3. UNCTAD’s Investment Policy Reviews ............................................................................................. 15
4. UNCTAD-ICC Investment Guides ..................................................................................................... 15


Tables


1. FDI in LLDCs in comparison with SIDS, LDCs, other developing countries,
developed countries and the world as a whole ...................................................................................... 1


2. Inward FDI patterns of individual LLDCs, various indicators ............................................................... 4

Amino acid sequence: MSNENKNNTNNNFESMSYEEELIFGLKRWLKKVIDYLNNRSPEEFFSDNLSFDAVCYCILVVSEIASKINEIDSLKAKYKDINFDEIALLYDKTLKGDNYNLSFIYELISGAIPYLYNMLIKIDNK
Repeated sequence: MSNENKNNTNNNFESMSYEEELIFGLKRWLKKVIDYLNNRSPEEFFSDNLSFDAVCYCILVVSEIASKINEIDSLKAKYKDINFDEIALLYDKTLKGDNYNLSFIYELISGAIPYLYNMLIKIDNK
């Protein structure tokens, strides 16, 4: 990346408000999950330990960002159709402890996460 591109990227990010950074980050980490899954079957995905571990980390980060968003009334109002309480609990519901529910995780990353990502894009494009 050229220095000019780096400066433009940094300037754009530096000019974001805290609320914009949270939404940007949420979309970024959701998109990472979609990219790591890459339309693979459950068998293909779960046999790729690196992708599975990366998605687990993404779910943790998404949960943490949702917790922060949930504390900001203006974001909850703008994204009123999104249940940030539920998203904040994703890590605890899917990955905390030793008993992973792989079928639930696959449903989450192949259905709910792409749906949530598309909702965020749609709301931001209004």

3. Distribution of FDI to selected LLDCs by sector, latest year ............................................................... 6
4. LLDCs signatories to main international investment-related instruments,


as of June 2003 .................................................................................................................................... 14
5. Existence of investment promotion agencies in LLDCs, as of June 2003 ........................................... 15


Figure


1. BITs and DDTs in LLDCs, 1993-2002 ................................................................................................ 13


Box figure


2.1. Bolivia and Paraguay: members of various regional arrangements ..................................................... 11




OVERVIEW: CONSTRAINTS, CHALLENGES AND POLICY


Introduction


Landlocked developing countries (LLDCs)1 perform poorly as hosts for FDI. Their combined
inward FDI flows in 2001 amounted to just $6 billion, accounting for less than 1 per cent of
total world flows in 2001. The average FDI per capita for LLDCs during the 1992-2001 was